While scholars debate the year, either 1778 or 1780; we know that Captain Cook first drifted into Kauaʻi’s history on Jan 19, 1778. En route from Tahiti, northwest to the continent of North America, he had a keen eye to find the fabled Northwest Passage. From that moment in time, destiny and the currents familiar to Polynesian seafarers drove the ships Discovery & Resolution, bearing a “new” world, to collide with the highly developed and ancient Hawaiian civilization.
Into this time and place Kaumualiʻi was born and raised to become the Aliʻi Ai Moku of Kauaʻi. Even within that isolated, stone age setting of the Hawaiian Archipelago, Kauai was unique unto itself. Surrounded by treacherous channels and thousands of miles of open seas, Kauai stood near other islands, yet isolated. Whether due to prophecy or geographic isolation, Kauai with its rich natural resources was not to be con-quered by Kamehameha or other island chiefs. The island essentially lived: Kauaʻi I Ka Maliē/ Kauaʻi in Peace & Calm.
Kaumualii was born into this peace and raised by his mother, Chiefess Kamakahelei, while his father, Kaʻeokulani, brother of Kahekili of Mauʻi was often away fighting battles against Kamehameha I. Kaumualiʻiʻs birth at the royal birthstones of Holoholoku in Wailua celebrated the highest sacred lineage of three islands: Kauaʻi, Maui and Oʻahu.
From youth, Kaumualiʻi, possessed a remarkable intelligence, curiosity and memory. He easily learned extensive genealogical chants, and developed a deep reverence and connection to his native akua and religion. He was guided to understand and appreciate the island’s natural resources, as well as the highly developed skills of his people. The deep affection between Kaumuali’i and his people is well-documented; ruling his kingdom with peace & aloha learned from his mother.
He was also stimulated by the many new ideas and cultures that ships from around the world brought to his shores. Vancouver, who developed a friendship with him during visits, described the teen Kaumuali’i as “…highly intelligent, curious and handsome”. His prodigious memory & intellect enabled him to learn to read & write English, as well as the use of many tools and implements, especially related to navigation, measurement and astronomy. These skills enabled him to develop friendships and good trade relationships with diverse countries sailing into Waimea Bay, interested in provisions, repairs, respite and for some, darker intentions.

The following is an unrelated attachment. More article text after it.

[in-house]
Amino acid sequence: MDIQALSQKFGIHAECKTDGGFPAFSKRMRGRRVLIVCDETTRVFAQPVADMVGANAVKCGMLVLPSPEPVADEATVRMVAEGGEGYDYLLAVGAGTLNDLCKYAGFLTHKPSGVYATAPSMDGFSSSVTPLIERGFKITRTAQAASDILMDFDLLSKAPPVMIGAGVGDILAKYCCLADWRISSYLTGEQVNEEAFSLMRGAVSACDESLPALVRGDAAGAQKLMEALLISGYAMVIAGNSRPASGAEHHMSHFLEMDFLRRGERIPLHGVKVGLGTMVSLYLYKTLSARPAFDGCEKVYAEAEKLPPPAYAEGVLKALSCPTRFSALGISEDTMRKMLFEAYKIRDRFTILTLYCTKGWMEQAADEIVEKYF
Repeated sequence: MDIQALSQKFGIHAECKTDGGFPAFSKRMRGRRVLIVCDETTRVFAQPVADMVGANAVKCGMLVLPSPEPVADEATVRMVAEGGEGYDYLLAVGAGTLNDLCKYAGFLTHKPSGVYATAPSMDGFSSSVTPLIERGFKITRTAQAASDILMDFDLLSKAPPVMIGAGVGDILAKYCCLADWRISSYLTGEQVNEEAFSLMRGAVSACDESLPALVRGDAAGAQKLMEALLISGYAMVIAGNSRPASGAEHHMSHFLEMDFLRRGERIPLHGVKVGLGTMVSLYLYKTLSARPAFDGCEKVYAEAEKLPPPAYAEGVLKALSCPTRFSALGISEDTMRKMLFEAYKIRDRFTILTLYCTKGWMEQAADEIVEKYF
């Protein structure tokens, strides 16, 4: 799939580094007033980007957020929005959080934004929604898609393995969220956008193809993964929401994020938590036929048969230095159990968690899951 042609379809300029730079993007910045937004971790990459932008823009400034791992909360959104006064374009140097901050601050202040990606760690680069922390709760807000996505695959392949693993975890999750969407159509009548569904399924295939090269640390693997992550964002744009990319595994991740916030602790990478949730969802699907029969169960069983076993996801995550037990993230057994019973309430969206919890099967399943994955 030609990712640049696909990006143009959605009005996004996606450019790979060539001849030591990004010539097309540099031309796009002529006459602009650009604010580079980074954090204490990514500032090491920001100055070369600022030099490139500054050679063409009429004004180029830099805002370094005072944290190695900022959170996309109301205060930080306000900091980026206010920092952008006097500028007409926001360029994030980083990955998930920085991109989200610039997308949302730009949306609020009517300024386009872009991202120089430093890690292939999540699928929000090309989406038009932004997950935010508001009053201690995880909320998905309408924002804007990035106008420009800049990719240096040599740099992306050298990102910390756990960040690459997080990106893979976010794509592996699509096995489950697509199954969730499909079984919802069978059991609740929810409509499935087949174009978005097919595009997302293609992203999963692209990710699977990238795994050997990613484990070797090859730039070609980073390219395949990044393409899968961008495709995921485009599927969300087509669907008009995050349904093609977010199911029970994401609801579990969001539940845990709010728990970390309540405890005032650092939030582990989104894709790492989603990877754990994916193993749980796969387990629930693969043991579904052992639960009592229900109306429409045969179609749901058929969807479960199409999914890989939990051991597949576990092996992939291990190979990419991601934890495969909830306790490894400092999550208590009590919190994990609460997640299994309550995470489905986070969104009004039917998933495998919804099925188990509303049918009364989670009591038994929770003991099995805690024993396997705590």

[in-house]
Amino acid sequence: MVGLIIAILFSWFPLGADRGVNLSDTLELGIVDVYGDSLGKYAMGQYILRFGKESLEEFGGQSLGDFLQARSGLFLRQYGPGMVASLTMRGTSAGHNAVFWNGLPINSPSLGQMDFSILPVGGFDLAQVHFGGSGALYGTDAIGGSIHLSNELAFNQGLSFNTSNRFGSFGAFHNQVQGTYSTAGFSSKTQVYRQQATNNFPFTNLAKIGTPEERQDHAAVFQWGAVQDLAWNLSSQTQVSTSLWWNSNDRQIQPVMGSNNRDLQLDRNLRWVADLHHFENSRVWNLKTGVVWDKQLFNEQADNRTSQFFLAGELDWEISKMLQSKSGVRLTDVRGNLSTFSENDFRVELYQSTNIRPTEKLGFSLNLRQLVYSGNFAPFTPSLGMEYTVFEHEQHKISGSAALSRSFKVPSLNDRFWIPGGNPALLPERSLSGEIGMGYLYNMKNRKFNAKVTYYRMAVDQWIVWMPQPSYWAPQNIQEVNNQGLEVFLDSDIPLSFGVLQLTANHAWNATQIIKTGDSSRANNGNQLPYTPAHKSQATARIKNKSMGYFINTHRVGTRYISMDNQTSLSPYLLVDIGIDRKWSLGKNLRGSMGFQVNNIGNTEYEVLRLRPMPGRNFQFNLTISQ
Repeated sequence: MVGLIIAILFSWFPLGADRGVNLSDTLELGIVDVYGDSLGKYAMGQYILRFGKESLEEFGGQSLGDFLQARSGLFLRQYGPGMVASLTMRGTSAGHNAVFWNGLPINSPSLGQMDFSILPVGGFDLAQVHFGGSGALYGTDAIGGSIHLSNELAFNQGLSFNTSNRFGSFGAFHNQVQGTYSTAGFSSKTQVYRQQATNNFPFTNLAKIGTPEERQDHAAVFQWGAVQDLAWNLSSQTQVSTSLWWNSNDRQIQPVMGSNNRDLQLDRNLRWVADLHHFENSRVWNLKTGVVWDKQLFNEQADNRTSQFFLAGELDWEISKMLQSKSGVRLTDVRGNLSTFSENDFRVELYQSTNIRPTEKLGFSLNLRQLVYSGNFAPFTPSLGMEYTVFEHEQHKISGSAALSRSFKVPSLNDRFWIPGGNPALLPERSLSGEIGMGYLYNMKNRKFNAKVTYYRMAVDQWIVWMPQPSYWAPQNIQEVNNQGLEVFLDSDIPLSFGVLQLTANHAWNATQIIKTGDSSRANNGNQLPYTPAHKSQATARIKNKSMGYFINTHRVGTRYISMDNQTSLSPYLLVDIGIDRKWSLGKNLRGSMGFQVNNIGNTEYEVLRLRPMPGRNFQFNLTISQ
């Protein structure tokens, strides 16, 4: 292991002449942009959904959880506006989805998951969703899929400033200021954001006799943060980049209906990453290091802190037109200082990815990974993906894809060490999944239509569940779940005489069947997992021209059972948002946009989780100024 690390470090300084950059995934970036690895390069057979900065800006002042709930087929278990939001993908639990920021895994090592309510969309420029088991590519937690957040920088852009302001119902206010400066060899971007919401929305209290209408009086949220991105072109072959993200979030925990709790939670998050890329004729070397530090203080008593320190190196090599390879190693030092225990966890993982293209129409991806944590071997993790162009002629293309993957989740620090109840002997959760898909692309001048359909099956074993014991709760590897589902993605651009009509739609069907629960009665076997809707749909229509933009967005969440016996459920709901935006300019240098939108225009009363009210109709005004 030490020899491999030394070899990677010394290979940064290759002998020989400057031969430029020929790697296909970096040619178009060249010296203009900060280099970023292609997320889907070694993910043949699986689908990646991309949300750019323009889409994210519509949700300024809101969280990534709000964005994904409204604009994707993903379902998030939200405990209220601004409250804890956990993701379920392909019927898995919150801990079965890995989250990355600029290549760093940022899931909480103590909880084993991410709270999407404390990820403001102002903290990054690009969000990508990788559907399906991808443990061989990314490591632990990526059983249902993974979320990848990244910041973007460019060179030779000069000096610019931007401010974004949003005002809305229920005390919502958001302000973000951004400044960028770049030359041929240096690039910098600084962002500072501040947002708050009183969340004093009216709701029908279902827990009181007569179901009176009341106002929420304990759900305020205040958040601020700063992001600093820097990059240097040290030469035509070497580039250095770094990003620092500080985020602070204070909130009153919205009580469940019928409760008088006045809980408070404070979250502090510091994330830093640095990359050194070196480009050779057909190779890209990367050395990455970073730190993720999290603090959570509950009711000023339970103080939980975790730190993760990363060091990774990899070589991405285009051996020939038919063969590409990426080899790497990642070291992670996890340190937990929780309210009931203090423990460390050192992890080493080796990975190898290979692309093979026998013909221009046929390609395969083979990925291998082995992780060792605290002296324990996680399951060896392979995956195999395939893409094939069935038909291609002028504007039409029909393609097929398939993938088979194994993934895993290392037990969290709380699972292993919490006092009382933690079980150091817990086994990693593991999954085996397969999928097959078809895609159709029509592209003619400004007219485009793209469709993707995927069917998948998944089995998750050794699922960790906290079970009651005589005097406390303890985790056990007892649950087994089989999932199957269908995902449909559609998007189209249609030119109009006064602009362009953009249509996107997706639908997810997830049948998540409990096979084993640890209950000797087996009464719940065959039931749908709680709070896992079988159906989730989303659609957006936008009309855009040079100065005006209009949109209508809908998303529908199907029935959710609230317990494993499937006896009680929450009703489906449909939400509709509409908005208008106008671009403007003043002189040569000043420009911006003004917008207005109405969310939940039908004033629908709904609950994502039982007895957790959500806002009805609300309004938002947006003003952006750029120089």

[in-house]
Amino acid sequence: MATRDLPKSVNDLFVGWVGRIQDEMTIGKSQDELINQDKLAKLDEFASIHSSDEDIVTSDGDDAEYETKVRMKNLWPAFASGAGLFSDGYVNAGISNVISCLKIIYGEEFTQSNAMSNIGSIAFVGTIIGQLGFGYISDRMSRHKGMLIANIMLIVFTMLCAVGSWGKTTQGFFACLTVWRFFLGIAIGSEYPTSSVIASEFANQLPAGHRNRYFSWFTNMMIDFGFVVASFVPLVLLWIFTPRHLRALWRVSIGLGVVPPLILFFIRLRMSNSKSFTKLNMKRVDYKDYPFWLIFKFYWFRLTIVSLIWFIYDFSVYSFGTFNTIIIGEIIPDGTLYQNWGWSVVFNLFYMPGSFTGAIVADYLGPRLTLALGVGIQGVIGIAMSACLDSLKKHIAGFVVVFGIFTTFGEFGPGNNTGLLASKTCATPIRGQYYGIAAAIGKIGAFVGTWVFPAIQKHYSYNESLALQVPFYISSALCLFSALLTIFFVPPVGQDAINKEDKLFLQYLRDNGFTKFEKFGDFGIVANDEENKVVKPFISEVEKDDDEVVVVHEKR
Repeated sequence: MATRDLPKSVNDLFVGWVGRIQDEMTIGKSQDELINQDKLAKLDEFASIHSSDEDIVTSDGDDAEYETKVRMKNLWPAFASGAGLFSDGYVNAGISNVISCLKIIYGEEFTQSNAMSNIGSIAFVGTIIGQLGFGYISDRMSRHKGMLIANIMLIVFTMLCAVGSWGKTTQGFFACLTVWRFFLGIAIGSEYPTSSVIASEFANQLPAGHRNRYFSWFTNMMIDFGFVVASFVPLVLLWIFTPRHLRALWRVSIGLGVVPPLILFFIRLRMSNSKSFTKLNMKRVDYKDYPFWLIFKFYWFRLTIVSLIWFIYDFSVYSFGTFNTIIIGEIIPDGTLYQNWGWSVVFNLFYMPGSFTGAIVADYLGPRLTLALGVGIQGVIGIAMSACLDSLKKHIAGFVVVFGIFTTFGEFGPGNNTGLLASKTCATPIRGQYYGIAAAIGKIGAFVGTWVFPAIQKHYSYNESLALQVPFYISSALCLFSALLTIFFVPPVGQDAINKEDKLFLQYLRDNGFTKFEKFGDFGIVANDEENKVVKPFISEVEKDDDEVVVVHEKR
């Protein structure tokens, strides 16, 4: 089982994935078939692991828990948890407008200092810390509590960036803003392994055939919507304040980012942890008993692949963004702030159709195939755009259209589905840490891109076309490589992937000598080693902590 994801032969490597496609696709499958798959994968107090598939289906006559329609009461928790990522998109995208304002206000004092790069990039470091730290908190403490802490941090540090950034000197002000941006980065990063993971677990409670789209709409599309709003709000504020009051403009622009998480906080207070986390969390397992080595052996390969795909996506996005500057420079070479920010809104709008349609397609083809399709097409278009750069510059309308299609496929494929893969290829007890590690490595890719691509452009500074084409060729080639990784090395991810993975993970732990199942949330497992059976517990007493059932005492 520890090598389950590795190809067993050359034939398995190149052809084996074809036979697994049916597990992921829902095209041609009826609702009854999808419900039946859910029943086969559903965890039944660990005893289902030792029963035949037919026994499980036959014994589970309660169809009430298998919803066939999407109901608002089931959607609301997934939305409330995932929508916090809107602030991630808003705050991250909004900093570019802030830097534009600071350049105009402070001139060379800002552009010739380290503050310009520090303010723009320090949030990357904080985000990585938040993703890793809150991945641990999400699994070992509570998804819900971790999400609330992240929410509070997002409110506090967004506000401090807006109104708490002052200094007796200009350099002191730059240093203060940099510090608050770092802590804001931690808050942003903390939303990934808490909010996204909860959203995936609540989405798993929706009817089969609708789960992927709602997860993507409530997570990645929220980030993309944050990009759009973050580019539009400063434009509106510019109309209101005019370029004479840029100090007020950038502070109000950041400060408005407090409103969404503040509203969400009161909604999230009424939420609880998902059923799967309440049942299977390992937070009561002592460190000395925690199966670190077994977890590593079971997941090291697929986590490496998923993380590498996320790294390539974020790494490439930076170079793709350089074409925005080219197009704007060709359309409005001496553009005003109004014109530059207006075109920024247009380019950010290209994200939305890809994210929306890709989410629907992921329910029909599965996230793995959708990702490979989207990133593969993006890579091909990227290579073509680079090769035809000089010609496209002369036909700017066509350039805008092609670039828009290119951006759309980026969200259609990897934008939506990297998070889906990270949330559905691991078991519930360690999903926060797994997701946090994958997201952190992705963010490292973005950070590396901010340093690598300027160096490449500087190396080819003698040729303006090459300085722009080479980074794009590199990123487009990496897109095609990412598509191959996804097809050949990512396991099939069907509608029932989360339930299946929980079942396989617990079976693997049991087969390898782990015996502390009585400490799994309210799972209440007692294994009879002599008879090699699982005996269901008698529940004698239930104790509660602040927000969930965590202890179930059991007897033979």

Meanwhile, Kamehameha I made several unsuccessful attempts to conquer Kauaʻi and unite it with the rest of the Hawaiian Islands under his rule. When direct attacks were thwarted by weather, disease and/or destiny, a more peaceful alliance was sought. Finally in 1810, after years of sporadic negotiations through intermediaries, Kaumualiʻi traveled to Honolulu and made a peace treaty with Kamehameha, though conniving chiefs plotted more devious outcomes. However, he would continue to rule Kauaʻi, though officially as a tributary King until his death. This spared Kauaʻi people untimely death and ruthless slaughter that would surely have resulted from war with Kamehameha, as it had for many of the other islands and people. And so peace continued to reign for a time with Kaumualiʻi –Kauaʻi I ka Maliē. Though political, social & cultural upheaval and intrigue brought challenges that would threaten the King’s vision of peace and prosperity for his island and people.
When the statue is installed it will be a reminder of our unique island history and our beloved King, who then, as now, will welcome visitors with open arms to share and exchange cultures. Aloha It’s Kauai’s Spirit!September 1, 2020
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